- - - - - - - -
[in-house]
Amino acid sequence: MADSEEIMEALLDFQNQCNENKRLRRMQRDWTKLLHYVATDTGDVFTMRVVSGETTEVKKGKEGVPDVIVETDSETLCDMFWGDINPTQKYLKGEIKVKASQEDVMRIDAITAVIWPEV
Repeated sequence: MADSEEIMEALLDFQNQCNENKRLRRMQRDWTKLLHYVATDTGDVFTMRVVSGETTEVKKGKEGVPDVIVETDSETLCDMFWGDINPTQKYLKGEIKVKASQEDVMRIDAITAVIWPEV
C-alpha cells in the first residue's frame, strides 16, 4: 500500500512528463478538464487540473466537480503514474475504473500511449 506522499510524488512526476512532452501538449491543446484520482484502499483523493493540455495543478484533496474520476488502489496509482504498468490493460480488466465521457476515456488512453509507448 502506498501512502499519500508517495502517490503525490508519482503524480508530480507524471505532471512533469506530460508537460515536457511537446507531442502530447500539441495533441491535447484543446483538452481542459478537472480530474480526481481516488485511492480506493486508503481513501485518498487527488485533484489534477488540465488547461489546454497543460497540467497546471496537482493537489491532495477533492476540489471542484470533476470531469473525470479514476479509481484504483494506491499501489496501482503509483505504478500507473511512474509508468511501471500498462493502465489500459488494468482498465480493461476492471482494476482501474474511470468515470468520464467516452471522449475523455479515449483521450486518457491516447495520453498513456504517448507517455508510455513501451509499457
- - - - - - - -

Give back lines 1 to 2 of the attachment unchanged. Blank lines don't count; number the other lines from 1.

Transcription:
[in-house]
Amino acid sequence: MADSEEIMEALLDFQNQCNENKRLRRMQRDWTKLLHYVATDTGDVFTMRVVSGETTEVKKGKEGVPDVIVETDSETLCDMFWGDINPTQKYLKGEIKVKASQEDVMRIDAITAVIWPEV